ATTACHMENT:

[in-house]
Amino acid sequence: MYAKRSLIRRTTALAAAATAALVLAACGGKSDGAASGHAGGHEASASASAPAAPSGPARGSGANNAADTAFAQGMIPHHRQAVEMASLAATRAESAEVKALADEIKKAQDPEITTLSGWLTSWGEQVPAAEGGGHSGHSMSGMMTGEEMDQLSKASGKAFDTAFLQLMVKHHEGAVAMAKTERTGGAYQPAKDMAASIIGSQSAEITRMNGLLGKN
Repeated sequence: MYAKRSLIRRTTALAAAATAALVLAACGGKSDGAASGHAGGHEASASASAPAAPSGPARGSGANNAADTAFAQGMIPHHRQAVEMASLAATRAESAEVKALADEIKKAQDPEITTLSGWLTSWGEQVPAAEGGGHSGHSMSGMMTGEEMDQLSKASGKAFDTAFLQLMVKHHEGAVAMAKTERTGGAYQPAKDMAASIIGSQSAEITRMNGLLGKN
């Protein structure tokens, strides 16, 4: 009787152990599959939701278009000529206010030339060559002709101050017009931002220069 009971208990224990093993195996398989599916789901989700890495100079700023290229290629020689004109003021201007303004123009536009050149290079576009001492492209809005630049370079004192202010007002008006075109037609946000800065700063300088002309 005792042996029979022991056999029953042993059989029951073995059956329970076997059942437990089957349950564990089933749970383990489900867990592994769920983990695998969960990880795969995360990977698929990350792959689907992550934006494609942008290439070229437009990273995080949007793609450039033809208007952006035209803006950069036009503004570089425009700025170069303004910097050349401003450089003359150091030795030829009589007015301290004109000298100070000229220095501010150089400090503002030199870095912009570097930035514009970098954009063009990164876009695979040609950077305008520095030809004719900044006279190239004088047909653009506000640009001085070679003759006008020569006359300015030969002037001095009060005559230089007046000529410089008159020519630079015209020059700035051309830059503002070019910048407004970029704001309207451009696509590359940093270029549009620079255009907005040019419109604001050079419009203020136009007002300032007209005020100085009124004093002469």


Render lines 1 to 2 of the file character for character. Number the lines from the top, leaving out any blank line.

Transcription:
[in-house]
Amino acid sequence: MYAKRSLIRRTTALAAAATAALVLAACGGKSDGAASGHAGGHEASASASAPAAPSGPARGSGANNAADTAFAQGMIPHHRQAVEMASLAATRAESAEVKALADEIKKAQDPEITTLSGWLTSWGEQVPAAEGGGHSGHSMSGMMTGEEMDQLSKASGKAFDTAFLQLMVKHHEGAVAMAKTERTGGAYQPAKDMAASIIGSQSAEITRMNGLLGKN